A&A 492, L9-L12 (2008)
DOI: 10.1051/0004-6361:200810868


The Ly-$\alpha $ profile and center-to-limb variation of the quiet Sun

W. Curdt1 - H. Tian1,2 - L. Teriaca1 - U. Schühle1 - P. Lemaire3

1 - Max-Planck-Institut für Sonnensystemforschung, Max-Planck-Str. 2, 37191 Katlenburg-Lindau, Germany
2 - School of Earth and Space Sciences, Peking University, PR China
3 - Institut d'Astrophysique Spatiale, Unité Mixte CNRS - Université de Paris XI, 91405 Orsay, France

Received 27 August 2008 / Accepted 22 October 2008

Aims. We study the emission of the hydrogen Lyman-$\alpha $ line in the quiet Sun, its center-to-limb variation, and its radiance distribution. We also compare quasi-simultaneous Ly-$\alpha $ and Ly-${\beta }$ line profiles.
Methods. We used the high spectral and spatial resolution of the SUMER spectrometer and completed raster scans at various locations along the disk. For the first time, we used a method to reduce the incoming photon flux to a 20%-level by partly closing the aperture door. We also performed a quasi-simultaneous observation of both Ly-$\alpha $ and Ly-${\beta }$ at the Sun center in sit-and-stare mode. We infer the flow characteristic in the Ly-$\alpha $ map from variations in the calibrated $\lambda $ 1206 Si  III line centroids.
Results. We present the average profile of Ly-$\alpha $, its radiance distribution, its center-to-limb behaviour, and the signature of flows on the line profiles. Little center-to-limb variation and no limb brightening are observed in the profiles of the Ly-$\alpha $ line. In contrast to all other lines of the Lyman series, which have a red-horn asymmetry, Ly-$\alpha $ has a robust and - except for dark locations - dominating blue-horn asymmetry. There appears to be a brightness-to-asymmetry relationship. A similar and even clearer trend is observed in the downflow-to-asymmetry relationship. This important result is consistent with predictions from models that include flows. However, the absence of a clear center-to-limb variation in the profiles may be more indicative of an isotropic field than a mainly radial flow.
Conclusions. It appears that the ubiquitous hydrogen behaves in a similar way to a filter that dampens all signatures of the line formation by processes in both the chromosphere and transition region.

Key words: Sun: UV radiation - Sun: transition region - line: formation - line: profiles

1 Introduction

Ly-$\alpha $ is by far the strongest line in the VUV spectral range and must play a dominant role in many - if not all - processes in the solar atmosphere. Irradiance at the line center excites atomic hydrogen in the cool material of our solar system by resonant scattering, playing an important role in planetary, cometary, and heliospheric physics. Despite its importance, high-resolution spectroscopic observations of this line are scarce and fundamental information is still missing or based on indirect methods. We present unprecedented observations of the solar emission in the Ly-$\alpha $ line of neutral hydrogen with a detailed analysis of line profiles at various locations on the solar disk.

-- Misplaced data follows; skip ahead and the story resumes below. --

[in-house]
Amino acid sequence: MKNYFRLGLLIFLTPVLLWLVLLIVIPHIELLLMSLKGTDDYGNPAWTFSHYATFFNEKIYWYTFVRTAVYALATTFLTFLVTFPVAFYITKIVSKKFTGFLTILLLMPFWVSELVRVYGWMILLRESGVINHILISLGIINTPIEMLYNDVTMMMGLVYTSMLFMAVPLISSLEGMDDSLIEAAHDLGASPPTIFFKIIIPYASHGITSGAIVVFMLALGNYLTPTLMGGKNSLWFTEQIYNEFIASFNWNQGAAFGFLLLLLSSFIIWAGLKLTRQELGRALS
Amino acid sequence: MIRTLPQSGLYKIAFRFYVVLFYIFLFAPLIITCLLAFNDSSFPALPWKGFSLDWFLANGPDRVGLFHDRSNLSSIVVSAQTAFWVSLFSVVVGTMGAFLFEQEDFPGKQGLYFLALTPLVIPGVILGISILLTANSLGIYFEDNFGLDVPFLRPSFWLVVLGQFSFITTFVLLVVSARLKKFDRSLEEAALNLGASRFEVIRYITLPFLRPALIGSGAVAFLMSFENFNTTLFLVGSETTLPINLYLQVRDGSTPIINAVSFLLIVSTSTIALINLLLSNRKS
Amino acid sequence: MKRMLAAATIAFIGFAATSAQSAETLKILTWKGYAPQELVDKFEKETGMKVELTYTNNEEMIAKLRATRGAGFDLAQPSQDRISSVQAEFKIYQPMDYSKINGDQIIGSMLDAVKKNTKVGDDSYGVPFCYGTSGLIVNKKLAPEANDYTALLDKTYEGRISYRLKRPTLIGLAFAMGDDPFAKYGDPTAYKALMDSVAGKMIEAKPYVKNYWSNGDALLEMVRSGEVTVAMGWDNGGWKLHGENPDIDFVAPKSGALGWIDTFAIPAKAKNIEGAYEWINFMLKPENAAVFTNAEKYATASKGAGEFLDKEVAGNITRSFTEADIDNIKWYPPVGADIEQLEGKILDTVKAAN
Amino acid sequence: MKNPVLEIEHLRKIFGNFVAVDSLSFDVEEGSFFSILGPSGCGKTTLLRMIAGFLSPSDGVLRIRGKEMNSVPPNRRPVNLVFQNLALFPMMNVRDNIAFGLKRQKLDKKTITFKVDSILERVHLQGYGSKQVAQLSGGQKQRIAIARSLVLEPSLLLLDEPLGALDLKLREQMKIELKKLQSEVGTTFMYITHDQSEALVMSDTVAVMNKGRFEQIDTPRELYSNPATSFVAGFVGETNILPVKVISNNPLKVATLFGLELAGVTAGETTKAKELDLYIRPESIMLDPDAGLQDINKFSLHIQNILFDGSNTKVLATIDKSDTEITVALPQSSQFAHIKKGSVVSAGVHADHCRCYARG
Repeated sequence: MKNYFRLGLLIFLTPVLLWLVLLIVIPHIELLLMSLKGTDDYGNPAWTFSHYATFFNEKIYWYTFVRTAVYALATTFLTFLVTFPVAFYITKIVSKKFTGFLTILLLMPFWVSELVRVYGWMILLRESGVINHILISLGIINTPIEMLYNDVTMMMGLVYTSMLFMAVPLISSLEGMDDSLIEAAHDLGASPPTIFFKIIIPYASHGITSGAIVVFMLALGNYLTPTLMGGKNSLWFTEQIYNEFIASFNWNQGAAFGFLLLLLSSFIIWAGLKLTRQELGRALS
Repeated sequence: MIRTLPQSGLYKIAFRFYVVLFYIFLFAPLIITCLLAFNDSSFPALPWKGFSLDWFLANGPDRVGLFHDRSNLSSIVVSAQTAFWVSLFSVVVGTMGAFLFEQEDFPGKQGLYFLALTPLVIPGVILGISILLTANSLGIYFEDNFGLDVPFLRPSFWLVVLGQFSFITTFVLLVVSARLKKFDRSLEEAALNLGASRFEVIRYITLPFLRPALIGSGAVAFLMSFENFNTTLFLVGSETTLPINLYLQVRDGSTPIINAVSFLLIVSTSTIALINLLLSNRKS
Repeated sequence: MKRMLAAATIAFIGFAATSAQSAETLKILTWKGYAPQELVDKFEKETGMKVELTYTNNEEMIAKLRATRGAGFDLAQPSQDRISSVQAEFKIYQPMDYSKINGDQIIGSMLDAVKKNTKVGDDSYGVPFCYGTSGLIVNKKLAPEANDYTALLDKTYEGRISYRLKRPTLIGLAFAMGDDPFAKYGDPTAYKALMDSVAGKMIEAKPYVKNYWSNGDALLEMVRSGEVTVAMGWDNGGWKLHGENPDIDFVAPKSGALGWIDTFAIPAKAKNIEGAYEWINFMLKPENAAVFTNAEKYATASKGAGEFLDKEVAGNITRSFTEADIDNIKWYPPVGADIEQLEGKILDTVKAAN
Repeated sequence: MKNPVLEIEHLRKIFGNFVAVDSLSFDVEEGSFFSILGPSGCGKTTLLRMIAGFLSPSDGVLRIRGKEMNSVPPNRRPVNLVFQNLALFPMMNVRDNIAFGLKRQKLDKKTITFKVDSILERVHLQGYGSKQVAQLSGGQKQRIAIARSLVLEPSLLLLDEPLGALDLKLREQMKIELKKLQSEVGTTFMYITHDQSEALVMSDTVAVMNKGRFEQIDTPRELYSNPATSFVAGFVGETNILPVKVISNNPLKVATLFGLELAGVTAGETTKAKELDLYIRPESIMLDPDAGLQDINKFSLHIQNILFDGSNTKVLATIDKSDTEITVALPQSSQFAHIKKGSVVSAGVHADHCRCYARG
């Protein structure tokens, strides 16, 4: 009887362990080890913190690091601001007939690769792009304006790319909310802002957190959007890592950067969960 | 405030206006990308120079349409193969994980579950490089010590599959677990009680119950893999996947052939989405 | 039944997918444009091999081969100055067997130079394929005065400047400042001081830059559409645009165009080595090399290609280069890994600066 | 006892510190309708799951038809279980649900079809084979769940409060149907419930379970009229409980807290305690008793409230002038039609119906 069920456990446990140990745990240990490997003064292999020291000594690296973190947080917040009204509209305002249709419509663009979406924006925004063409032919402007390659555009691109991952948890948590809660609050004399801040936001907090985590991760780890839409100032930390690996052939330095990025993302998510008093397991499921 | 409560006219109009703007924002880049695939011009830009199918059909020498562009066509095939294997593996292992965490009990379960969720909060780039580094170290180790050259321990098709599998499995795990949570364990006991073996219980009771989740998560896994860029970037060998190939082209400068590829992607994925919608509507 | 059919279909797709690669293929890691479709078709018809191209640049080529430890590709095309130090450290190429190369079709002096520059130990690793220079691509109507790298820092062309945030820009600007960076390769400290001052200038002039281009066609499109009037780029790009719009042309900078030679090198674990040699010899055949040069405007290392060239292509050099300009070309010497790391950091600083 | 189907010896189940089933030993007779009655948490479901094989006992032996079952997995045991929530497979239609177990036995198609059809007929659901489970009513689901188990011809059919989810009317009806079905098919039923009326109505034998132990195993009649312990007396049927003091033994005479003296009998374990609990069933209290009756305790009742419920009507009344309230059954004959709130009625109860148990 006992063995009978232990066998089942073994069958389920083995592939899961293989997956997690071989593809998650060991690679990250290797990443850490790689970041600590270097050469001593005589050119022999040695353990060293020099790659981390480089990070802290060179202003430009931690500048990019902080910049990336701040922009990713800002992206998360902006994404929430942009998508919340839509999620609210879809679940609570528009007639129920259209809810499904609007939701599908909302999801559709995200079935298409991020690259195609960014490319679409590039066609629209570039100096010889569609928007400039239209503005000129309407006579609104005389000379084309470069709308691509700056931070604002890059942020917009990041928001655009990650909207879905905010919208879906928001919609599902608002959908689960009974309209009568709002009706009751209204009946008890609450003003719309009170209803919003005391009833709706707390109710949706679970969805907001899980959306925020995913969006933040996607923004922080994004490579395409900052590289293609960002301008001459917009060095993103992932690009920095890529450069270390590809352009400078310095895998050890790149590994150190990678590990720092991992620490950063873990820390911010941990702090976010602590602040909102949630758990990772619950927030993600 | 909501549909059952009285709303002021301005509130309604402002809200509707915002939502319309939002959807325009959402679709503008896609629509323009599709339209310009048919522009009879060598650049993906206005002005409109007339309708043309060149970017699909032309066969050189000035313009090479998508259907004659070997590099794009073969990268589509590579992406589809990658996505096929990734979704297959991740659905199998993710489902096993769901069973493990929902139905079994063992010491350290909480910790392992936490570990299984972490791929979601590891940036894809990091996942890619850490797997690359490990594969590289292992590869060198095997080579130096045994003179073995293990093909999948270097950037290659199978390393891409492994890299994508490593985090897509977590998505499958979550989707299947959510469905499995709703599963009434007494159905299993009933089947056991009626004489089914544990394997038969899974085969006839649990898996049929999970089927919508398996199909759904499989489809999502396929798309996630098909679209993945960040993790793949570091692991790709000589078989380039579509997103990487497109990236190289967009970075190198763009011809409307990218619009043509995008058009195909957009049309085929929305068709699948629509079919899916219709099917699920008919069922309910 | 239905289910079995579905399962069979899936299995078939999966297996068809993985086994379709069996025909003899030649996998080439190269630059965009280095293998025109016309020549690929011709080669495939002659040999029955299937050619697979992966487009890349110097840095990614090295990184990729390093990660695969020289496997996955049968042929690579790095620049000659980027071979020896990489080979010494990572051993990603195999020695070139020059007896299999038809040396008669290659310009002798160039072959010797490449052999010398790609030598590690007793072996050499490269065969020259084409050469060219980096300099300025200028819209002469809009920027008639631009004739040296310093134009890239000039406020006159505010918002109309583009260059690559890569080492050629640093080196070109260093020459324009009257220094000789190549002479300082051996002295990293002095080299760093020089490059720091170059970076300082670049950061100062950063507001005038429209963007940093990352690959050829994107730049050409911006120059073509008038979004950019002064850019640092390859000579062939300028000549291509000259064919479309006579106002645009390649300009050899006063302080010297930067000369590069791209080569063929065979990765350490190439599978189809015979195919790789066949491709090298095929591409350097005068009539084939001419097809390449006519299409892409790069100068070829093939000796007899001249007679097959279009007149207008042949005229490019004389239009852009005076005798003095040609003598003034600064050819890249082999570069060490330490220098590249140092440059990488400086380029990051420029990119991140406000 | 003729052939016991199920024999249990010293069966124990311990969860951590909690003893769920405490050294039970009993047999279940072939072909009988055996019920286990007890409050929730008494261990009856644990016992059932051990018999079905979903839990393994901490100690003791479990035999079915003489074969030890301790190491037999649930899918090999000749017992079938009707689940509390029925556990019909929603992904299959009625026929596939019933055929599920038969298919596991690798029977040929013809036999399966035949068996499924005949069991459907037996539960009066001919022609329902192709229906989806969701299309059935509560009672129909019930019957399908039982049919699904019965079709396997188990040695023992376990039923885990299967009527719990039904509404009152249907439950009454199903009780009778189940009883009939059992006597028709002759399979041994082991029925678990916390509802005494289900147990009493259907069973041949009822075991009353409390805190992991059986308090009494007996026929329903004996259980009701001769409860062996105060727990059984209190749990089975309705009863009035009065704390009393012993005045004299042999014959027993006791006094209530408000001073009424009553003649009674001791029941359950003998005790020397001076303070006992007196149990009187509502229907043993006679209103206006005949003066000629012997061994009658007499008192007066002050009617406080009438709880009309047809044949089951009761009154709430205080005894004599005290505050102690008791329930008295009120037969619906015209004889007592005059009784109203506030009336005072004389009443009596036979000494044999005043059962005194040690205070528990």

\end{figure} Figure 1: Left: Ly-$\alpha $ profiles of the 26 June data set for six different radiance bins obtained from all data points of raster scans at disk center, at a position close to the east limb, and at a position half-way to the limb. In logarithmic representation, the bins of log radiance/s cm2 sr Å erg-1 are equally spaced. Right: the Doppler flow in km s-1 for each pixel was established by the deviation of the $\lambda $ 1206 Si  III line centroid from the rest wavelength and six equally spaced velocity bins were defined. Negative values correspond to upflows, and positive values to downflows. Here, we have excluded data points obtained off-disk. The different Ly-$\alpha $ profiles for these six velocity bins are shown. The blue horn is always stronger than the red horn. The asymmetry increases significantly with the redshift. Near disk center, all line features (red horn, blue horn, central depresssion) are offset towards longer wavelenths with increasing downflows, as indicated by the red tracing lines. Close to the limb, the velocity bins are set up almost symmetrically relative to rest, and the variation in the radiance with velocity is significantly lower than on disk. This effect is expected for mostly radial plasma downflows in optically thin TR emission such as $\lambda $ 1206 Si  III.